Another Cougar Sighting Near Winnetka-Northfield Border
A Kenilworth woman said she saw the animal cross the road while she was driving.
A cougar has once again been reported seen near the border of Winnetka and Northfield, less than a mile south from the location of a reported Sept. 3 sighting.
Kenilworth resident Anne Hinkamp said she was driving westbound on Winnetka Avenue last Thursday at 10 a.m., when she saw a creature cross the blacktop in front of her car, just west of Hibbard Road.
“I saw something run across the road in front of me, about a half block away, I guess,” Hinkamp said. “It was definitely big enough to catch my eye, and I wasn’t sure what it was at first. But I was getting closer, and it was still going across, and it was trotting, not running that fast. It had such a round head that it was definitely a cat-like creature. A round head and a long tail that was curled a little bit at the end. I knew it wasn’t a coyote or a fox, because I’ve seen those. This was clearly a big cat.”
Hinkamp said the animal came out of the forest preserve on the south side of the road and headed north, across the street, into the preserve on the other side, near the river that runs alongside the North Branch Trail.
On Sept. 3, Winnetka Police received a report of a cougar sighting in the 1300 block of Willow Road, a little more than a half mile due north of where Hinkamp reported sighting the creature. The previous sighting also took place within the stretch of forest preserves and parks that cover that region.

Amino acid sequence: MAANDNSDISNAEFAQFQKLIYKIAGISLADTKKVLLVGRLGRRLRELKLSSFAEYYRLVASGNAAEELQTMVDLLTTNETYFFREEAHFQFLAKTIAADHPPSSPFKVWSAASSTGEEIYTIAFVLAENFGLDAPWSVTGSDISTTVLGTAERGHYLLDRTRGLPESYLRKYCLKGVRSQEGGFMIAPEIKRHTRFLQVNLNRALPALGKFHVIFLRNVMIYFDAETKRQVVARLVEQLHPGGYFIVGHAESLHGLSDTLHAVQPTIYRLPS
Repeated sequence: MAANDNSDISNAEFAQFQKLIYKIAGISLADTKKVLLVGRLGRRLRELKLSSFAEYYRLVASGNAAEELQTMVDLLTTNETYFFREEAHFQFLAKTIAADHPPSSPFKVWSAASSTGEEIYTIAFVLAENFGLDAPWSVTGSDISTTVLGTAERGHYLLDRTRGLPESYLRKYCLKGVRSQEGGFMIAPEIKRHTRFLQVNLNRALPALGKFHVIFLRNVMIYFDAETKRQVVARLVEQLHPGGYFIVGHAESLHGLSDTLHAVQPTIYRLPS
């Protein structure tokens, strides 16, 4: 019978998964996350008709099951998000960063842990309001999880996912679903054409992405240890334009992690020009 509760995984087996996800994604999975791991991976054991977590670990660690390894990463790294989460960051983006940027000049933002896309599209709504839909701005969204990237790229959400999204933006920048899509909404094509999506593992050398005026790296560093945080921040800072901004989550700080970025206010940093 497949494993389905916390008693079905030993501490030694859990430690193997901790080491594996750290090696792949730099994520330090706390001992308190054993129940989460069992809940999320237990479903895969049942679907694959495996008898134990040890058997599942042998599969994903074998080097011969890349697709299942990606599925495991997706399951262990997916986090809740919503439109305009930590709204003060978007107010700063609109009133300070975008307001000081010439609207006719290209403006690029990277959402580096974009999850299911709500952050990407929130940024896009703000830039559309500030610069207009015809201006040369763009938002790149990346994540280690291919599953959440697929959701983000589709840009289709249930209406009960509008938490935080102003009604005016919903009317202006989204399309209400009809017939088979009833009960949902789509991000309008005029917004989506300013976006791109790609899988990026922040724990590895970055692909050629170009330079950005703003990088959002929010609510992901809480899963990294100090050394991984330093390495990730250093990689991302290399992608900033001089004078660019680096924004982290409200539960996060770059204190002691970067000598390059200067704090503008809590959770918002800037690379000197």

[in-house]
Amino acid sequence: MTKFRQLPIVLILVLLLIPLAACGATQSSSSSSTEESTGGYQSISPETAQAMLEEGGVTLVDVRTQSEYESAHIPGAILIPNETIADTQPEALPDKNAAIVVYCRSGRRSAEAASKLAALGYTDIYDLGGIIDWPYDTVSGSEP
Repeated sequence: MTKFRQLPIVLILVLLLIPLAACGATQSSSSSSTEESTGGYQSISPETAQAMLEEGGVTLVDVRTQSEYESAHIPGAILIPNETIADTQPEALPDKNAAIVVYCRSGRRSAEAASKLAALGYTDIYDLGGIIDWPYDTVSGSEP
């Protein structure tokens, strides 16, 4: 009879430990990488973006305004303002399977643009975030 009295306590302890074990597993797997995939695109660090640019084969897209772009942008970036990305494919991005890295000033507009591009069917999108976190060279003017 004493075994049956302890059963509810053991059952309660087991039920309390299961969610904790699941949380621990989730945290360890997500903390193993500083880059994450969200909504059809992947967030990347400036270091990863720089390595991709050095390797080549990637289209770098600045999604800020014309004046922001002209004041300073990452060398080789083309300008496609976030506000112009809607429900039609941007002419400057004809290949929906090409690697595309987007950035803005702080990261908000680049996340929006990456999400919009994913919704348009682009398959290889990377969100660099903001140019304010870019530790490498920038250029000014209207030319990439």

Hinkamp said that as she approached the spot where the animal had entered the forest, she lost sight of the cat.
“I was never quite close enough to pull over or to stop because it was right in front of me,” Hinkamp said, “but I could clearly see the shape of it. And it was all one color. Kind of a cream color. No spots or anything. Not a bushy tail. Short hair. I have a chocolate [Labrador] and it was bigger than my dog, for sure. It was so obvious that it wasn’t a dog.”
Hinkamp said that she did not report the incident to authorities, partially because she did not know who to call and partially because she thought enough reports had been filed that residents were well aware that a cougar might be in the area.
Wilmette Police Chief Brian King said that anyone who spots the cougar in the future should call 911, and the police would send a squad car to investigate.
King also stated that due to the lack of reports of deer carcasses that would normally accompany multiple cougar sightings, he was still unconvinced that a cougar was in the region.